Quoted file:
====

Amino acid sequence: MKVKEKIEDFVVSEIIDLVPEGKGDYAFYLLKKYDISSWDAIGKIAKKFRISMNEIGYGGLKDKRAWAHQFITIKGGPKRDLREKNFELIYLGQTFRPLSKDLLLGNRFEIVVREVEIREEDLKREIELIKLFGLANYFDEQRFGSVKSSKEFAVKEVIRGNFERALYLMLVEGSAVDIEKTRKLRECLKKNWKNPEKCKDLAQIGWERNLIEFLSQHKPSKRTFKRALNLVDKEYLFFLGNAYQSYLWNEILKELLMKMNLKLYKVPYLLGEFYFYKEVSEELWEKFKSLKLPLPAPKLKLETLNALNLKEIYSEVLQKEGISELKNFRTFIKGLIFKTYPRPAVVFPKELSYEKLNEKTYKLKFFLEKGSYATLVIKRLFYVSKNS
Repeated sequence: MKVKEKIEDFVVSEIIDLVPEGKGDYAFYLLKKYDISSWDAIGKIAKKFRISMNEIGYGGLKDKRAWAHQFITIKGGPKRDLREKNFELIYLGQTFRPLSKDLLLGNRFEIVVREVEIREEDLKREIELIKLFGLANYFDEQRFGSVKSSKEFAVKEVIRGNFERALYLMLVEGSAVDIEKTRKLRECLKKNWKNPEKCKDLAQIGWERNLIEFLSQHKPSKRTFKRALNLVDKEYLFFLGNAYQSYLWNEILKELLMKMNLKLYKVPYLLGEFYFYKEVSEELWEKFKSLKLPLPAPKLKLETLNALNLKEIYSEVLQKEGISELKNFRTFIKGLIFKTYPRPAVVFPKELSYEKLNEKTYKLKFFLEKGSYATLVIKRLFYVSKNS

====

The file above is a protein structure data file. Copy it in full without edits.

Amino acid sequence: MKVKEKIEDFVVSEIIDLVPEGKGDYAFYLLKKYDISSWDAIGKIAKKFRISMNEIGYGGLKDKRAWAHQFITIKGGPKRDLREKNFELIYLGQTFRPLSKDLLLGNRFEIVVREVEIREEDLKREIELIKLFGLANYFDEQRFGSVKSSKEFAVKEVIRGNFERALYLMLVEGSAVDIEKTRKLRECLKKNWKNPEKCKDLAQIGWERNLIEFLSQHKPSKRTFKRALNLVDKEYLFFLGNAYQSYLWNEILKELLMKMNLKLYKVPYLLGEFYFYKEVSEELWEKFKSLKLPLPAPKLKLETLNALNLKEIYSEVLQKEGISELKNFRTFIKGLIFKTYPRPAVVFPKELSYEKLNEKTYKLKFFLEKGSYATLVIKRLFYVSKNS
Repeated sequence: MKVKEKIEDFVVSEIIDLVPEGKGDYAFYLLKKYDISSWDAIGKIAKKFRISMNEIGYGGLKDKRAWAHQFITIKGGPKRDLREKNFELIYLGQTFRPLSKDLLLGNRFEIVVREVEIREEDLKREIELIKLFGLANYFDEQRFGSVKSSKEFAVKEVIRGNFERALYLMLVEGSAVDIEKTRKLRECLKKNWKNPEKCKDLAQIGWERNLIEFLSQHKPSKRTFKRALNLVDKEYLFFLGNAYQSYLWNEILKELLMKMNLKLYKVPYLLGEFYFYKEVSEELWEKFKSLKLPLPAPKLKLETLNALNLKEIYSEVLQKEGISELKNFRTFIKGLIFKTYPRPAVVFPKELSYEKLNEKTYKLKFFLEKGSYATLVIKRLFYVSKNS